She-Ra's anti-heroes, Catra, Entrapta, and Scorpia, sit on a sofa eating cupcakes.

She-Ra Season Two Shines by Focusing on the Baddies

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The first season of She-Ra: Princesses of Power managed to be a lot of things. It was a super-fun animated adventure romp, a very modern story of female empowerment, an exploration of jealousy and struggles with self-esteem, and a tribute to the healing power of friendship. Noelle Stevenson’s adaptation played well off of its 80s source material but stood alone as something wholly unique. Season Two zooms in on the Horde.

Season Two, which is now available on Netflix, is only a brief seven episodes. Like season one, its overall narrative arc has trouble fully gelling. The biggest throughline is Adora’s journey to fully mastering her powers, but, as in season one, it’s the individual characters’ smaller arcs and their interpersonal relationships that make the show what it is. And this season, the most interesting of those stories come from the dark side of Etheria.

This season focuses heavily on Entrapta, who was kidnapped by the Horde in season one and presumed dead by her fellow Princesses. Her journey is absolutely fascinating. In the original She-Ra, Entrapta was a full-on bad guy. Now, even though she works for and with the Horde, she doesn’t consider herself a villain. She’s just excited to be in a place where she has an opportunity to dive deep into her scientific research, and science doesn’t take a side.

Not only does Entrapta give some kickass representation for girls and women in STEM fields (seriously, no one on the show is more passionate about anything than Entrapta is for data), but her story also raises some deep questions regarding issues of scientific ethics.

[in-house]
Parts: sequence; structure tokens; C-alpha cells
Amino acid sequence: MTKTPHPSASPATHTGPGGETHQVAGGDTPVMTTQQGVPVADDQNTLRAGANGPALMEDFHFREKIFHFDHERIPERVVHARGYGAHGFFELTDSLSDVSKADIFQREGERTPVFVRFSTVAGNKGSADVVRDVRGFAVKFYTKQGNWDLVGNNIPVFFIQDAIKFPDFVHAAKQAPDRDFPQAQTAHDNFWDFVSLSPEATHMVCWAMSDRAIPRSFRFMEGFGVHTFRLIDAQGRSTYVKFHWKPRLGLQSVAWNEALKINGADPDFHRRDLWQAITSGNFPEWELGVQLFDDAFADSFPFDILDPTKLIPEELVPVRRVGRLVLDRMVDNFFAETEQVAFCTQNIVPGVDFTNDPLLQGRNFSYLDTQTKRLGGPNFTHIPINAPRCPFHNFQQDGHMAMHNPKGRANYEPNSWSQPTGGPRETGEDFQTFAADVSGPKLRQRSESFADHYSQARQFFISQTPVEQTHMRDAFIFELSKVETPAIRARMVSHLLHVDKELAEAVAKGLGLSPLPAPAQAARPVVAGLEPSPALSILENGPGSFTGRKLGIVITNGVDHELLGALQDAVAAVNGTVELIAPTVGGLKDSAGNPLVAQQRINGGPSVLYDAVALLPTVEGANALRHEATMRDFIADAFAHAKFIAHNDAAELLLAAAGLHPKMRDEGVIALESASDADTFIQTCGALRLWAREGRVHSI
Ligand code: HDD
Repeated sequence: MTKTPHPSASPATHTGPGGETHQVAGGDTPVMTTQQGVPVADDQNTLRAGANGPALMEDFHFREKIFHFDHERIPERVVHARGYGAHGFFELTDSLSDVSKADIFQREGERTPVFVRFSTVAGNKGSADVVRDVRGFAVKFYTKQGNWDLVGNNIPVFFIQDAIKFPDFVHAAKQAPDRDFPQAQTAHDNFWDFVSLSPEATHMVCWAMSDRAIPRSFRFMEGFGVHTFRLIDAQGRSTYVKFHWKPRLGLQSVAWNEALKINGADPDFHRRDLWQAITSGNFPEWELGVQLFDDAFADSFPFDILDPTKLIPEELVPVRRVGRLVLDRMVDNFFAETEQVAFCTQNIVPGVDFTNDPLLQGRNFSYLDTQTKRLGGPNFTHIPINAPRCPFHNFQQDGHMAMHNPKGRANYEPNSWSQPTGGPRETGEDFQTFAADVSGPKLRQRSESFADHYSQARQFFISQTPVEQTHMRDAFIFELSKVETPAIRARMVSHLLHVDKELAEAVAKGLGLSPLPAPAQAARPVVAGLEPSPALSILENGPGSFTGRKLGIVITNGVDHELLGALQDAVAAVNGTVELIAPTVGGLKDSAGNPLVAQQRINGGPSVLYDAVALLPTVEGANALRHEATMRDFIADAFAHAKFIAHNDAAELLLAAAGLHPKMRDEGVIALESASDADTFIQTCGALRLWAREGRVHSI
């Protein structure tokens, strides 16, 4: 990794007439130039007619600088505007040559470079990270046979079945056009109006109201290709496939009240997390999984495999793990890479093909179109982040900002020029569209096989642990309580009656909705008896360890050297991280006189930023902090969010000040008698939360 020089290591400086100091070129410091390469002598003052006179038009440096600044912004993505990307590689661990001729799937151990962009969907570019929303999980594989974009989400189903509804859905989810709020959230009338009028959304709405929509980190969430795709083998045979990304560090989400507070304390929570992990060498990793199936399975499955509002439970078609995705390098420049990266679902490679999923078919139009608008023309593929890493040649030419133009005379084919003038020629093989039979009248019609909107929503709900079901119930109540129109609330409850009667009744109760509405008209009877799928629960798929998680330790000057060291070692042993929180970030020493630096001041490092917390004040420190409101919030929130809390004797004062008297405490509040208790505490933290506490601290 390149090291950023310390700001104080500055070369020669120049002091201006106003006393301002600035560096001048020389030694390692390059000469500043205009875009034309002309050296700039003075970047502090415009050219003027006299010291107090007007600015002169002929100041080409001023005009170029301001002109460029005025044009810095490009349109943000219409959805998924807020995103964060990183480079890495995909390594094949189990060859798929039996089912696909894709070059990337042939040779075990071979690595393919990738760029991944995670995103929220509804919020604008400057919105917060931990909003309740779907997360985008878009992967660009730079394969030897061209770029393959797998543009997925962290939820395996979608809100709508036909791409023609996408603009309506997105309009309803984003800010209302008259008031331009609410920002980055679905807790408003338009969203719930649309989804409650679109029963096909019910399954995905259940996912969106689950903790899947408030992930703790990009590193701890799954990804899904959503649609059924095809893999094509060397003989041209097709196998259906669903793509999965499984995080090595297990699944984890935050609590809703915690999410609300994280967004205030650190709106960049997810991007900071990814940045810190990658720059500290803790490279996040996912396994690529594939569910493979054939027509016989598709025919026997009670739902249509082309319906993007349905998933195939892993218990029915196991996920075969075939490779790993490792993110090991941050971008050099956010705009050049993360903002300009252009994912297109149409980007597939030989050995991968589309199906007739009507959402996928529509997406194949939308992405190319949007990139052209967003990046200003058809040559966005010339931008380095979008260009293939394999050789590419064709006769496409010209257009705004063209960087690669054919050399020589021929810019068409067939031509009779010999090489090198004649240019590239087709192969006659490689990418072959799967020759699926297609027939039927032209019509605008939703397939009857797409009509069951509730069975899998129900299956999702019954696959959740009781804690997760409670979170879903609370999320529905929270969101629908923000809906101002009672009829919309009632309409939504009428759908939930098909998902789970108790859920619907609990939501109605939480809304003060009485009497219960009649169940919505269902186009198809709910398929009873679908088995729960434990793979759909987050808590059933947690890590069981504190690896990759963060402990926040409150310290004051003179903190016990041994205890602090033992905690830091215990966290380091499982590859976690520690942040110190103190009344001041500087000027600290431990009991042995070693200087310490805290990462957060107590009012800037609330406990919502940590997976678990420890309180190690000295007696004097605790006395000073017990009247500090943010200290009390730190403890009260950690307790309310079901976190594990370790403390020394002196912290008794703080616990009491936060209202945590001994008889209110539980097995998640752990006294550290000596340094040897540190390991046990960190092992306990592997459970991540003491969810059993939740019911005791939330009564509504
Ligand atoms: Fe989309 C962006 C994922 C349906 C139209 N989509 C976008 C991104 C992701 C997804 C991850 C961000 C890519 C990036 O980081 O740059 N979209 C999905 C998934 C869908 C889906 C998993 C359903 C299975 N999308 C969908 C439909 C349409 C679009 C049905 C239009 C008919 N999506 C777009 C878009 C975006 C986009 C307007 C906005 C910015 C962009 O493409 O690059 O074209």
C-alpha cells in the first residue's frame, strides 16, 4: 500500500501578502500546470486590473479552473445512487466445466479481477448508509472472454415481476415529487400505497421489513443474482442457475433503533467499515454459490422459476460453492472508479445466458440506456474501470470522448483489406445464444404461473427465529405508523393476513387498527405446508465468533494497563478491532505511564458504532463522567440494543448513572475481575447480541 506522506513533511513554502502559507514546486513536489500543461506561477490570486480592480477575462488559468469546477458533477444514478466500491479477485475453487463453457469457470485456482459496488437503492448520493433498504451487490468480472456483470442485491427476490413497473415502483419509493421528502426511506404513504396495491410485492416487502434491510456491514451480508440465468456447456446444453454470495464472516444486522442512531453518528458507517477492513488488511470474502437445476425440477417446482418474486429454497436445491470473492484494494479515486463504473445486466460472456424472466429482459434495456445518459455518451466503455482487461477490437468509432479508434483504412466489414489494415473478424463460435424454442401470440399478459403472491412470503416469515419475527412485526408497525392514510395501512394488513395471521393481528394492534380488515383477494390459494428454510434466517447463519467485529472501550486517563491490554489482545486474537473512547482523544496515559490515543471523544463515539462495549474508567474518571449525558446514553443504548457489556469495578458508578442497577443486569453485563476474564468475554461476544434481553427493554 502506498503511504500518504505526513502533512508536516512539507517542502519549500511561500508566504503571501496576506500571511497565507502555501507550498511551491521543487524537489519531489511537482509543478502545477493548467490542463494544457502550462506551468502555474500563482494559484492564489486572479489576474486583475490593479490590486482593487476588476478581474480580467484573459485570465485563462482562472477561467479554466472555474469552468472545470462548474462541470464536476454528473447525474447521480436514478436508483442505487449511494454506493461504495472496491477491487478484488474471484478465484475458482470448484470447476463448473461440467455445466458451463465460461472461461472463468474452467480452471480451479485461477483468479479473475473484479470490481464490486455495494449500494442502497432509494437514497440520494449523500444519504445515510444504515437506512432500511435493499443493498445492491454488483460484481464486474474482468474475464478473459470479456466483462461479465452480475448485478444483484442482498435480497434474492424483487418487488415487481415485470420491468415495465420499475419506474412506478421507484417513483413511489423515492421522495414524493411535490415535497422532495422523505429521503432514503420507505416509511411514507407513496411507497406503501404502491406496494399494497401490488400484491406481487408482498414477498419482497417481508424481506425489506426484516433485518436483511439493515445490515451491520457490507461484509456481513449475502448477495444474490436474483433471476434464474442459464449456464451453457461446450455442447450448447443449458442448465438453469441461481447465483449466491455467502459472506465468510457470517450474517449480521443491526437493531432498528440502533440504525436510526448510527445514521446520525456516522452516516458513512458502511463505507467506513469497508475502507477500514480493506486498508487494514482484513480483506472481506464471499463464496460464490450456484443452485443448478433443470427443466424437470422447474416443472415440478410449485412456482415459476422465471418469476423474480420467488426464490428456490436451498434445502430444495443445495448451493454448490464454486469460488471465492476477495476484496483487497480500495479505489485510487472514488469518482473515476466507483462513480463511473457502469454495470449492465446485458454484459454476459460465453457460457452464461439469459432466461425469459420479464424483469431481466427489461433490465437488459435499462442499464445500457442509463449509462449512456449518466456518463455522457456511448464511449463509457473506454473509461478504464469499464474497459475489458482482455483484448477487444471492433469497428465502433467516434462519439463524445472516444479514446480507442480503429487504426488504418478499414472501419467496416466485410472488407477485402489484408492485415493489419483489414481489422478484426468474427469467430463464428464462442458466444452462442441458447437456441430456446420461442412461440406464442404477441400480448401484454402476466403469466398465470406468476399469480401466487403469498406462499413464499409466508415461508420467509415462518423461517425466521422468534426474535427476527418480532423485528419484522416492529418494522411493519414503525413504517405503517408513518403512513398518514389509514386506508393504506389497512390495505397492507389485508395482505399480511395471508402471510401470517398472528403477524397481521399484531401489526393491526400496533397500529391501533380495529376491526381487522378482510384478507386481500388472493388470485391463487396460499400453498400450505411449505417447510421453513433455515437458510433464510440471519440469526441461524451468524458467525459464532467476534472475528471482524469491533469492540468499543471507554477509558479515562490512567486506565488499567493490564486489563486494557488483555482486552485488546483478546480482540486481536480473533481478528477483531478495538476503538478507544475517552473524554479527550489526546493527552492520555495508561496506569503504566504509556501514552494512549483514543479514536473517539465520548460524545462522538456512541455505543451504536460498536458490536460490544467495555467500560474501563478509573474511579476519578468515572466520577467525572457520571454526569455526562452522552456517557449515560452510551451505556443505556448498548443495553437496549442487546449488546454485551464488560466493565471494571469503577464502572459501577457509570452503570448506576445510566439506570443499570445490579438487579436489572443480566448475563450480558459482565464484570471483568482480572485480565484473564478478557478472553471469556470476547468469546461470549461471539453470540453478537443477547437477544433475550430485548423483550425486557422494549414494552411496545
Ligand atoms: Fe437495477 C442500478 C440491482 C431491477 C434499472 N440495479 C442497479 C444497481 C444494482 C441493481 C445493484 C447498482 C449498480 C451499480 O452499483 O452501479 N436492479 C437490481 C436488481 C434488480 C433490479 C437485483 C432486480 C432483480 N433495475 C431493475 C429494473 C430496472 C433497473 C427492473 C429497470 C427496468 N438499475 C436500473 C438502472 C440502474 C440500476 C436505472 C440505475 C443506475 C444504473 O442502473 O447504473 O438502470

Scorpia also gets her due this season. The Princess-turned-Horde who invited Catra as her plus-one to the queer prom Princess Ball last season still has some majorly unrequited feelings for Catra. Those feelings are framed as a longing for a BFF, but as with much of season one, the feelings between these girls are so strong and their relationships so complex that there’s plenty of room for romantic shipping without the queer coding feeling like mere lip service. (And we do see even more canonically LGBT characters introduced later on this season.) Does Scorpia want Catra to be her best friend or something more? It’s totally open to interpretation, but her longing is visceral and deeply sad either way.

Season one went deep and dark with the lifelong jealousy and competition that plagued Adora and Catra’s friendship. Now Scorpia finds herself the third wheel in that fraught friendship-triangle. The relationship between Catra and Adora takes a backseat this season, and while I did want that story to develop further, Scorpia’s melancholy journey is a solid stand-in.

Season one deliberately approached Catra’s story with just as much empathy as Adora’s and that decision essentially made the show what it is. This season goes far to give humanity and nuance to the rest of the show’s baddies. Even the cruel and manipulative Shadow Weaver, the former second-in-command of the Horde, gets a deep dive into her backstory. And Adora finds herself struggling to avoid succumbing to the sort of darkness that overcame her predecessor, Mara.

None of that is to say that the season doesn’t have lightness—it may be exploring these characters’ dark sides but it’s just as fun and funny as season one. And Bow, Glimmer, and the rest of the Princesses aren’t pushed entirely to the sidelines. The season’s best episode, hands down, is a Dungeons and Dragons-inspired strategy session as they plan their big attack on the Horde that’s both a lot of fun and gives us a look at the cracks in Adora’s leadership abilities.

Season two of She-Ra may lack a strong throughline and it may end too soon (its ending feels more like a mid-season break than an actual finale), but it is a beautiful collection of smaller stories and individual moments and ends up being just as enjoyable as season one. Hopefully, this show will be on for many seasons, and if it’s taking its time finding its exact groove, that’s perfectly fine.

(image: Netflix)

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Vivian Kane
Vivian Kane (she/her) is the Senior News Editor at The Mary Sue, where she's been writing about politics and entertainment (and all the ways in which the two overlap) since the dark days of late 2016. Born in San Francisco and radicalized in Los Angeles, she now lives in Kansas City, Missouri, where she gets to put her MFA to use covering the local theatre scene. She is the co-owner of The Pitch, Kansas City’s alt news and culture magazine, alongside her husband, Brock Wilbur, with whom she also shares many cats.